Almost Perfect

Fiction
Holly Monacelli


I see it and I think Pella. A tiny gold chain with a blob of topaz every quarter inch or so. It sparkles like hell and really the only problem, as far as I can see, is the one of the links near the latch is busted. I try and put the clasp on a different link and it works fine. People are so quick to trash everything.

I hop on the bus because I have a date. I need time to get ready; otherwise I’d just walk like I usually do. Pella seems like pretty high maintenance. She’s one of those women that you can’t tell her age. Either she looks real good for sixty-five or she’s lived a hard forty years. Her eyeshadow gets stuck in the folds above her eyes and her lipstick, some bright tomato color, is a lot darker on her bottom lip than the top. But, Pella, well, she’s all right. You get to be my age and you start thinking a lot of people look all right. I’m not the man I was when Miriam married me.

So I come home and start scrubbing the kitchen floor because, just from the little I’ve seen of Pella at the diner, I can tell she’d be a neatnik. When I’d picked up her plate to pass through the window to the washer guys, there wasn’t any toast crumbs in the leftover egg yolk and no evidence that she’d mixed the home fries with the eggs. You see a lot of that. No, Pella’s plate was all compartmentalized, just like it had been the past three times she’d been in.

That smell of pinecones and lemons just about kills me. Whoever decided that’d be the universal smell of clean? The Arizona ice tea bottle in the center of the kitchen table looks empty and I remember right away that it needs the flowers I picked up the day before yesterday. They’re not in the best condition anymore, but they sure were pretty when I got them. Probably thrown angrily in the trash by some spoiled girl whose boyfriend tried to buy them for her to make up for kissing someone else. Pretty nice roses, red ones and only a little shriveled. That’s the only
flower guys ever think to buy. I used to buy Miriam rhododendrons.

Only part of the stuff I’ve got in my apartment is the thrown away stuff. A lot of it I got myself, from flea markets or my mom before she passed or occasionally even a big department store. I don’t like those kind of stores too much, though. They don’t really want you to test out merchandise before you buy it. But, how else do they expect you to know what you want?

Pella knocks and I freeze. I haven’t gotten everything in order yet. The candles aren’t lit, the record’s not on, and I didn’t splash on the aftershave. When you work in a diner the size of a rich person’s bathroom, you gotta have aftershave. Otherwise, you smell like a fried egg with a side of bacon, no matter what you do. “You smell like a greasy pig,” Miriam used to tell me. “But you’re my pig.”

She pounds a little harder as I stand there, straightening my shirt and making a final glance around the place.

“Hello, Fred,” she says in her low voice. It’s kind of sexy, really, and if I closed my eyes I could think she was some young sex kitten in her 20s.

“Why, hello, Pella.” I move in to kiss her on the cheek because it seems all right when your girl is over your place for the first time.

“You smell very nice,” she says and crinkles her nose. “May I come in?” she asks, though she doesn’t wait for me to say it’s okay.

“Of course,” I say to her back. Strike two.

I see my place through her eyes. Shabby. Worn. Too many trinkets. Stains on the carpet. What can I do? I thought the tapestry I had picked up a couple months back drew attention from the other stuff. It’s bright red with just a splash of navy and the only thing wrong with it was the bottom was torn. Just like if a cat had gotten his way with it.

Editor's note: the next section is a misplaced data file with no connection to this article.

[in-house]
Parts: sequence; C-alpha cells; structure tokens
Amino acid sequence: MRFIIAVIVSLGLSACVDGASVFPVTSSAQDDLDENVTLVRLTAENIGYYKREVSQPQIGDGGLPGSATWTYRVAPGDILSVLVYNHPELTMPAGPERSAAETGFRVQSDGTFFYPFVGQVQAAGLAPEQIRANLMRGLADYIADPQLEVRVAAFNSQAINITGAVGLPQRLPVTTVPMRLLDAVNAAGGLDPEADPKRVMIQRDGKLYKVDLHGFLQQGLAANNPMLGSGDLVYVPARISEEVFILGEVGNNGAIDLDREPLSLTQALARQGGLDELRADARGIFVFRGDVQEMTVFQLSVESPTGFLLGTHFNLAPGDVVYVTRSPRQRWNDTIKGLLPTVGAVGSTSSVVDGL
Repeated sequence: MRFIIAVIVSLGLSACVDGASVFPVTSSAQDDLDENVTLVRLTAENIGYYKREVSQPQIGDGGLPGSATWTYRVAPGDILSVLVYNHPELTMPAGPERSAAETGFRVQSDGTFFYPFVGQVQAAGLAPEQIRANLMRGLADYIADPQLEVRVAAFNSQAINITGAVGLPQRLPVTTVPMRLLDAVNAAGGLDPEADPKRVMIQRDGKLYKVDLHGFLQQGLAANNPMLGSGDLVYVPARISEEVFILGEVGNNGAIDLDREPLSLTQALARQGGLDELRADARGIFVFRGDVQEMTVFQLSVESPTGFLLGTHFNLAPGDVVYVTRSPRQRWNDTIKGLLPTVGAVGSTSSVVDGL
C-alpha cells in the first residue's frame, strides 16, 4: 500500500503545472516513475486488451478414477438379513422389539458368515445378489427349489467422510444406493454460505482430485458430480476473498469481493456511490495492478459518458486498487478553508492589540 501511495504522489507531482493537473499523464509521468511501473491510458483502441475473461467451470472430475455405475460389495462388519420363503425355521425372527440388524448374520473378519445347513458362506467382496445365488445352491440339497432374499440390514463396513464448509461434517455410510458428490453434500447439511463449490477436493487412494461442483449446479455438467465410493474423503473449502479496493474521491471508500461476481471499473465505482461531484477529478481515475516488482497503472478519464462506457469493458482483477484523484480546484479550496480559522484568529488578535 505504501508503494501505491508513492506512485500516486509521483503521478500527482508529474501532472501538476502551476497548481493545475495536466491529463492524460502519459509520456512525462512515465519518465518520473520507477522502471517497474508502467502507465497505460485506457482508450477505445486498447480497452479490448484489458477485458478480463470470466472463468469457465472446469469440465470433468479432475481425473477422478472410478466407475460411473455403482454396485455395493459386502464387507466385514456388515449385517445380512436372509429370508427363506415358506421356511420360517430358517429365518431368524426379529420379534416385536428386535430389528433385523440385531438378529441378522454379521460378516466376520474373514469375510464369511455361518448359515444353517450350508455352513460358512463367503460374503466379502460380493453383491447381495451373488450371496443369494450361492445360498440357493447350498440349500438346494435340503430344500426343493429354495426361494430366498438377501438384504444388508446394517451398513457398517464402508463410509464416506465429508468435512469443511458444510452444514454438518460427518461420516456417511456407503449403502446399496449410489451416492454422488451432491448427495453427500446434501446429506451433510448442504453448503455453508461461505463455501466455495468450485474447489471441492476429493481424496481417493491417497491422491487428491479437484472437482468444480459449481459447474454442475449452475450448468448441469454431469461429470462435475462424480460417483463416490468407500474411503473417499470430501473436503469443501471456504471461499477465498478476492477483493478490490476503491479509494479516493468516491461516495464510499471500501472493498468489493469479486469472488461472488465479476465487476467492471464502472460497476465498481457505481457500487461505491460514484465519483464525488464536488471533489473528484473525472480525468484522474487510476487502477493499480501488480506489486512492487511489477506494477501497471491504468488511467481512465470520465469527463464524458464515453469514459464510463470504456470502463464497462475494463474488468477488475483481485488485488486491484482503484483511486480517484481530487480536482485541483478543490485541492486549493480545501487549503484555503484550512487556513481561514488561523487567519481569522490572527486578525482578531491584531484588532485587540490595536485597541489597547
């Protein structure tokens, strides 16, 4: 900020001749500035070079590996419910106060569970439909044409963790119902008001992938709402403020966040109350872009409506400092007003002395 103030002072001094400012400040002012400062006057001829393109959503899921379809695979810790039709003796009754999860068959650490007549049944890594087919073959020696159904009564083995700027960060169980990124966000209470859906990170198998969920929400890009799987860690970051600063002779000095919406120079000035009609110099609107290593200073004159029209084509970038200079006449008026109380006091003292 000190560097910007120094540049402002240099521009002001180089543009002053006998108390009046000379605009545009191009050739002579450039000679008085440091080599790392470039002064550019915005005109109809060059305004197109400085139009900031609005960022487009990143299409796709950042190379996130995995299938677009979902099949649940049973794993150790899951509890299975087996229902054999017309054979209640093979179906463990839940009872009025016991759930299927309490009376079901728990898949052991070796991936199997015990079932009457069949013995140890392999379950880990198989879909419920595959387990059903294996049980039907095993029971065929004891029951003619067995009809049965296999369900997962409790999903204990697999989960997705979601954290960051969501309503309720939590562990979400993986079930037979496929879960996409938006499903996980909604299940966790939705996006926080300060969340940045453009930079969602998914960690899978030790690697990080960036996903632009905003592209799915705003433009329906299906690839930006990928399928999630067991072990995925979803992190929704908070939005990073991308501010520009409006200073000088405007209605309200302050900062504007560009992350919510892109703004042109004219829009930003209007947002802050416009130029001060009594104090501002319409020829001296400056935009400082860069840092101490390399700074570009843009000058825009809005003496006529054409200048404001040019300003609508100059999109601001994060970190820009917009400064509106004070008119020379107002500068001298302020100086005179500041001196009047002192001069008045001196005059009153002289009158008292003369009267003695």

After a few glasses of wine, one that I’d especially splurged on, we sit down for dinner. I’d tried to make chicken, the kind the diner wouldn’t serve, though most everything in my kitchen I’ve taken from there. So, there it is, chicken cordon bleu. And Pella, she eats it like it’s filet mignon. “It’s very moist, for chicken, Fred. Very moist,” she says and smiles. I feel like kissing her, but decide to wait until she wipes off the grease from her lipstick-smudged lips.

We look at each other from across the table. I reach my hand over to take hers across the table, but about halfway, I stop. Pella asks what I’m doing, so I say, “Can you gimme the potatoes, please?” which we both know is pretty silly since they’re closer to my side in the first place.

I don’t know if I imagine her foot rubbing up against my calf or if that is actually what she’s doing. After my cat Rogie died, I felt like one of them amputees that still feel their limb, the “phantom limb” they call it. Sometimes I still feel Rogie, even though it’s been awhile.

I get up to put on some music because I really can’t stand the way people’s mouths sound when they’re eating. It drives me crazy when I’m at work. Especially the ones that bite on their forks. That makes my teeth hurt. I throw on one of my old Sinatra albums, about the only one without a scratch. Sometimes over at those used record stores, you can pick up classics real cheap. This one, though, this one I had bought myself back in the day.

Striding across the room, I grab another bottle of wine. The cheap kind, like I normally drink. Miriam taught me that trick: serve them the good stuff first and by the time you roll out the junk, they won’t care. We have a couple glasses and Frank’s still singing and I feel like dancing, so I take Pella’s hand.

“Oh, Fred,” she says, swaying against me, her head on my shoulder. “This is nice.” And it is. We dance, but it’s almost like we’re standing still. Probably only me and her could tell we’re dancing.

I wonder for just a second if Pella has been married before. We’ve never talked about it. I saw pictures of her kids, or at least they looked like they could be, in her wallet when she went to the bathroom the last time she was in the diner. And I wonder if Miriam’s dancing with someone upstairs right now. I hope she is, and then at that exact moment, I know she’s not.